Food24's Johannesburg restaurant reviewers, Like Father Like Son, round up 5 very special places to eat in Jozi.
A brief to unearth Joburg’s Gems suggested a few self-evident criteria. Of course, exceptional food was a given. The challenge was to winkle out those eateries that might be ‘hidden’ – unassuming, preferably independent establishments that quietly ply their trade with minimal publicity to a regular clientele.
Gems are more often than not off the beaten track and most important, they offer some inherent value to their patrons in terms of history, ambience and the like – that which sets them apart from the often soulless franchised outlets that dominate the culinary landscape. Gems are not icons – they don’t seek to portray anything of greater significance, they are content to be and speak for themselves.
Joburg is just so bloody huge, there simply has to be a multitude of amazing little food holes tucked away in her greasy crevices, just begging to be pillaged. So, Father and I went on a little mission to discover a few of these restaurants of myth and legend. Those spots where price belies quality and ambience is king.
Because we’re lank international and accepting of all cultures and that, we’ve focussed our voyage of discovery on culturally relevant eateries, places that represent, in our mind, one or another group of replanted migrants. And we’re grateful that they’re here. So in the true spirit of ‘ubuntu’, anti-xenophobia and being nice to aliens, we bring to you, five Joburg Gems.
To narrow the list to 5 was difficult, but here’s how we called it. In no particular order:
1. FISHERMAN’S PLATE
An unassuming hole in the wall in Joburg’s Cyrildene Chinatown, The Fisherman’s Plate is a classic example of not judging a book by its cover. With décor that was once described by the Boss as “quite similar to a Baragwanath medical ward”, Fisherman’s Plate doesn’t put much emphasis on looking pretty. But like most ugly girls, she tries really hard where it counts.
And in this case, it’s in the kitchen. Bring your posse, sit around a Lazy Susan and order a whole bunch of stuff to share. As the name suggests, seafood is the order of the day AND NO MATTER WHAT HAPPENS you HAVE to order the curried crab. Get messy as you crack open crabby legs to yank out the tender meat inside, all of which is smothered in a coconut milk-based curry. Effing delicious.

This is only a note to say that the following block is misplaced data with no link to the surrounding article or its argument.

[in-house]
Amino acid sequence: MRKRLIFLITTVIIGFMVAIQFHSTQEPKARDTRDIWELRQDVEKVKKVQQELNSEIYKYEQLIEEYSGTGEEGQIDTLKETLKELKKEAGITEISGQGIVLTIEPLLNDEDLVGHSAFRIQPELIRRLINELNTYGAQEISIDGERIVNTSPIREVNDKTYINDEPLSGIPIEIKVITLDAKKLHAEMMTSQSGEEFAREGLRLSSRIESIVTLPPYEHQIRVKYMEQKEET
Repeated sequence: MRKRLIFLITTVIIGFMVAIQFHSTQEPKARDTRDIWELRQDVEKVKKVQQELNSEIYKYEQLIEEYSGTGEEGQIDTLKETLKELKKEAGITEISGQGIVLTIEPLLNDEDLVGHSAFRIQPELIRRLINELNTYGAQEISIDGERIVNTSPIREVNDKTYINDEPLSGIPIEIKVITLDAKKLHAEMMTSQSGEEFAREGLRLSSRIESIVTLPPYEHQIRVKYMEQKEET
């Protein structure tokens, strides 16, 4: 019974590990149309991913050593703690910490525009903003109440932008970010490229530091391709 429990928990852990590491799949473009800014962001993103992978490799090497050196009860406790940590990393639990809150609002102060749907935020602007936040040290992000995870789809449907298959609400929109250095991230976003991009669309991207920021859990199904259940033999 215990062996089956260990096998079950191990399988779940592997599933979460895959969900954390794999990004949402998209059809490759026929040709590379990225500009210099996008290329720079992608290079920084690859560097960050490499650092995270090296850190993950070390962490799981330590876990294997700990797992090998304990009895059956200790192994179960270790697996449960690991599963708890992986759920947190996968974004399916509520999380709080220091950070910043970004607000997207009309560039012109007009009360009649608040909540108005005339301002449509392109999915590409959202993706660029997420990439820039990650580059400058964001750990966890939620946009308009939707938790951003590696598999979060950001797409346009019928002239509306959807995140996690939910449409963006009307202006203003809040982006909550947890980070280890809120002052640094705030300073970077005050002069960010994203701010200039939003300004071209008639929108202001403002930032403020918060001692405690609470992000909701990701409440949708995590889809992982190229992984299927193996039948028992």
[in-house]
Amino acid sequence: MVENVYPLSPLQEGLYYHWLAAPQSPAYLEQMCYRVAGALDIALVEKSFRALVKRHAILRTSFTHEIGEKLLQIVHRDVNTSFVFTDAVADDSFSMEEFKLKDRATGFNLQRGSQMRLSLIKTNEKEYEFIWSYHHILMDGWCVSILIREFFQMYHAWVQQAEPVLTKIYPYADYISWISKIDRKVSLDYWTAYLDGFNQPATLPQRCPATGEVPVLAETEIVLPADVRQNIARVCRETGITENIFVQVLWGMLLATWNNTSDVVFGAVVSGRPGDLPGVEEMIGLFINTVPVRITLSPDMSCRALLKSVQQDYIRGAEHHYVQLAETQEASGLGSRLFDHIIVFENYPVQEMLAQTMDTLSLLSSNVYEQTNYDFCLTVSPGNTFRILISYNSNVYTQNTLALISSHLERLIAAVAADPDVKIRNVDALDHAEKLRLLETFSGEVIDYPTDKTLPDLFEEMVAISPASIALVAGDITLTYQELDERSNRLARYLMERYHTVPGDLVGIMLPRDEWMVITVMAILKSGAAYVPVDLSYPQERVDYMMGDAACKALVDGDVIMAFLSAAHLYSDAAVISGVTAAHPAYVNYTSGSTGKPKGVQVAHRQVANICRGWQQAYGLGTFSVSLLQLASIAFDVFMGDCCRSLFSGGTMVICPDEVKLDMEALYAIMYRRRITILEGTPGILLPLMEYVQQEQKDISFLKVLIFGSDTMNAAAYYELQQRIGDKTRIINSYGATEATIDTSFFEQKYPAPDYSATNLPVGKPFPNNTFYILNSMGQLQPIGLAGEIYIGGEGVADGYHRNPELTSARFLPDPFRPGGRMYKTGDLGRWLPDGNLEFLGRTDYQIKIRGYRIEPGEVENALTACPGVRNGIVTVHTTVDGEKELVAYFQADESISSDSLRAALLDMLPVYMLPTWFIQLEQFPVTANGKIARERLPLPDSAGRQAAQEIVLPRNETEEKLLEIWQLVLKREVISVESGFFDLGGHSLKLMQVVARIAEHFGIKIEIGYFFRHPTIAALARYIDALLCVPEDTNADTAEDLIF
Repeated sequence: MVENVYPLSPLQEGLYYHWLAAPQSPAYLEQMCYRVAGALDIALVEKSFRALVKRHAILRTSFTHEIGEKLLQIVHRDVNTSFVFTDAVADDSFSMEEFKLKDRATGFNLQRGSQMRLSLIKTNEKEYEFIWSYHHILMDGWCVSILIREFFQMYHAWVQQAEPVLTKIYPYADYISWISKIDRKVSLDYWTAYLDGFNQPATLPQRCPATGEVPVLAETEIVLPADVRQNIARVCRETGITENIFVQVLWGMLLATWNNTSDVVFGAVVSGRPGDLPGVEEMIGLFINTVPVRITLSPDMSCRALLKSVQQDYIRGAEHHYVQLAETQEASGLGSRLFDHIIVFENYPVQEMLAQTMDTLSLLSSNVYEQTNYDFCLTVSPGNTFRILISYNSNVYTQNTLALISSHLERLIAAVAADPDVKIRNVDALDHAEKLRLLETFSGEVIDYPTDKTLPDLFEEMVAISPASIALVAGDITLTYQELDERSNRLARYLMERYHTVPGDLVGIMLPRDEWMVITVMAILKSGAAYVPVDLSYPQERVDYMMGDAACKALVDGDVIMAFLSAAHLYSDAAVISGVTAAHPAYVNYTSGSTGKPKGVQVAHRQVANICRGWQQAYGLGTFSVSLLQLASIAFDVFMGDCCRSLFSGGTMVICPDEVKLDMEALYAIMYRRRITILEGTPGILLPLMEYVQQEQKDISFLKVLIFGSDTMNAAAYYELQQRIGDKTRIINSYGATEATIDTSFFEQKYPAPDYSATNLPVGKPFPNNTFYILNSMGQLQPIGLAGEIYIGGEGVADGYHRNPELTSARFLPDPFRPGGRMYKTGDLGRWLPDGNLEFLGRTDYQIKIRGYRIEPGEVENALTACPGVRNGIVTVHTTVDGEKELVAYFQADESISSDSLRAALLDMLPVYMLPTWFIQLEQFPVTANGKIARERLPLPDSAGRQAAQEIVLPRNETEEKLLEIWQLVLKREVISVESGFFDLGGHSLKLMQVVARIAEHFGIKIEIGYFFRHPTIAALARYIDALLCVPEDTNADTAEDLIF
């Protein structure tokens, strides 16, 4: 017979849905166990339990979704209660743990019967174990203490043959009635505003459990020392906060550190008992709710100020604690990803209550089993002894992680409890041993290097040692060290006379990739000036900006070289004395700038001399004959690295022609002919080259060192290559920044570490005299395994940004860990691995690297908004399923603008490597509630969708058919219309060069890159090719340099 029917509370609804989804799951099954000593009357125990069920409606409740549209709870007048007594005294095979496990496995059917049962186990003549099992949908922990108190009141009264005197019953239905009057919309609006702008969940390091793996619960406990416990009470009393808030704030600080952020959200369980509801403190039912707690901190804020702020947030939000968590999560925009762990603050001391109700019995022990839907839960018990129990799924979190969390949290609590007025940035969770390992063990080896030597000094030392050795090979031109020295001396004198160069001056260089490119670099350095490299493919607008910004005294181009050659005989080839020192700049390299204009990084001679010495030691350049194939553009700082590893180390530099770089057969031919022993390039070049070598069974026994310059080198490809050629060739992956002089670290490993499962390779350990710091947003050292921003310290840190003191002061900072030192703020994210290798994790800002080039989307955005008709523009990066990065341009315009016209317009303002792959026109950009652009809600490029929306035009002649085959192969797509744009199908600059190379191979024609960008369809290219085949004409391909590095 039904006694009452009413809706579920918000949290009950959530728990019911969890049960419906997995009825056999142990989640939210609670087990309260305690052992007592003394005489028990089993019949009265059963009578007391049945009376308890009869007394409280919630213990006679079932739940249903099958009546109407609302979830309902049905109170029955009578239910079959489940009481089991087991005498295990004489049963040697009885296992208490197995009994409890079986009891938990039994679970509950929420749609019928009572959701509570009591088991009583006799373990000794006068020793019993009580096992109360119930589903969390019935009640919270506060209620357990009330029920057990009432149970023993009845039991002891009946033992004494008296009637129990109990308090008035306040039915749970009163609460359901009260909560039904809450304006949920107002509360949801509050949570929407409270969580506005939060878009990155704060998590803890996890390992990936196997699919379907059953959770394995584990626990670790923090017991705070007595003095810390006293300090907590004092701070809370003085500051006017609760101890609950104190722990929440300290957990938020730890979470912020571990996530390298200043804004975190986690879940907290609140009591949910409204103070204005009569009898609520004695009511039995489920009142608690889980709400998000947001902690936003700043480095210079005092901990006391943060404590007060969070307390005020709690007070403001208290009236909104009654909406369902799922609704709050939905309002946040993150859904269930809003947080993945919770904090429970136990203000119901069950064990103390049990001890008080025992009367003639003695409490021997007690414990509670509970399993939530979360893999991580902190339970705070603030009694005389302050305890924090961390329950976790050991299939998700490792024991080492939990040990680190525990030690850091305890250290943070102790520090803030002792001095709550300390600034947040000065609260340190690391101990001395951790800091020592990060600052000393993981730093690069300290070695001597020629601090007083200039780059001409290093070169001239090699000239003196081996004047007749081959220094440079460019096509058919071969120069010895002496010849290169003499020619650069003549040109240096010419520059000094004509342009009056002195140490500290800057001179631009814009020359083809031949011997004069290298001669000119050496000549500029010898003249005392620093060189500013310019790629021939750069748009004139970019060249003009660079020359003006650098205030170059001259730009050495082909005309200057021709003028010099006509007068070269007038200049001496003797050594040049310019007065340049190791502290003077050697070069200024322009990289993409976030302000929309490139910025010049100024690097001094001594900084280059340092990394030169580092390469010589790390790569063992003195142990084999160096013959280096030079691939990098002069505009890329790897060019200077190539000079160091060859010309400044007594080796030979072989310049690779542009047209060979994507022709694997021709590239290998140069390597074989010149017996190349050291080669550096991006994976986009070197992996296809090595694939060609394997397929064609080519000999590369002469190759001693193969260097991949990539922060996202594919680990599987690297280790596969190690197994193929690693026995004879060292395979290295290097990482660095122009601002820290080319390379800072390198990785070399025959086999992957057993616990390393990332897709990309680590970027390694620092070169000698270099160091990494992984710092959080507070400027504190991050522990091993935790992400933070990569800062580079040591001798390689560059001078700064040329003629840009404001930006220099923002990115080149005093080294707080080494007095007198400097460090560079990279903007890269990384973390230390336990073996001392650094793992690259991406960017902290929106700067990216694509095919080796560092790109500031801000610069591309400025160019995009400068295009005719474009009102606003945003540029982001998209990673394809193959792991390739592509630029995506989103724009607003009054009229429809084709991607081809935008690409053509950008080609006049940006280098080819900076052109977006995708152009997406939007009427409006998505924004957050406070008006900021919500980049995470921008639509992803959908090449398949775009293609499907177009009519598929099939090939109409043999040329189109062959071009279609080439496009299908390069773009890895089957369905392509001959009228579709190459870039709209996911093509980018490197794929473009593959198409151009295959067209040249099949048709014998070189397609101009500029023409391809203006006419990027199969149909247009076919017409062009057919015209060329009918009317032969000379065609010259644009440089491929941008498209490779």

The garlic prawns, black pepper crab, sticky spare ribs and calamari are all worth eating as well so don’t hold back. Bring your own booze, spin the Lazy Susan and enjoy a social night out at this laid-back secret seafood hideaway.
You’ll rike this if you rike Razy Susans, chopsticks and orient-eering.
Where: 18 Derrick Avenue, Cyrildene
Tel: (011) 622 0480
Thava, on The Avenue, Norwood, is not your local curry den. It’s one of the few Jo’burg Indian restaurants to offer South Indian fare, and perhaps the only with roots in Kerala. Also unique is the concept of Indian ‘tapas’, an opportunity to share smaller portions of the vegetarian, lamb, chicken and seafood curries on offer.
South Indian specialties include dosa, a crepe made with rice batter and black lentils, offered plain, with masala or chicken, all served with sambar and coconut chutney. The more familiar khorma, tandoori, tikka masala and rogan josh curries are all available, as are a selection of Malabar-style biryanis. We shared a masala dosa (R50) – the crepe was light and crisp on the outside, the spicy potato interior delicious, and the whole a perfect start to the meal. The Kerala chicken curry (R80) was a fragrant and complex combination of garam masala, tomato, spices and yogurt.
Let’s be honest, most of Asia doesn’t do dessert. But native to Kerala (and on the menu) is payasam (R30), a warm and pleasant enough preparation of vermicelli, cream, raisins and cashew nuts. The interior of the restaurant is about as far from the gold-ceilinged, silver-walled and brightly-lit curry palaces of Fordsburg as it can be.
The place is spacious, with lots of wood and the ‘tapas bar’ looking onto the open-view tandoor oven. The service was informed, friendly and efficient. Thava offers the blend of flavours and fragrances that is a synthesis of the diverse races, cultures and religions of Kerala. It’s a gem.
You’ll like this if you enjoy an authentic curry, made with first class, fresh ingredients. You won’t like this if you are looking for a bunny chow or if your idea of a good curry is one prepared with a no-name brand Durban Curry sauce in a bag.
Where: Cnr The Avenue and Plantation St, Norwood
Tel: (011) 728 2826
3. SUPER SCONTO
I’ve written about this little Italian gem on the edge of Orange Grove before and rest assured, not much has changed since my last article. This is what I said then: “Authentic Italian grub served up by that granny they pulled out of the cupboard in the Fattis & Monis commercial. You’re surrounded by real Italians, in Brilcreme, aviator sunglasses and velour tracksuits; and have to consciously avoid eavesdropping on nearby conversations in case you catch wind of a ‘hit’ or a ‘whack’ or ‘making offers you can’t refuse”.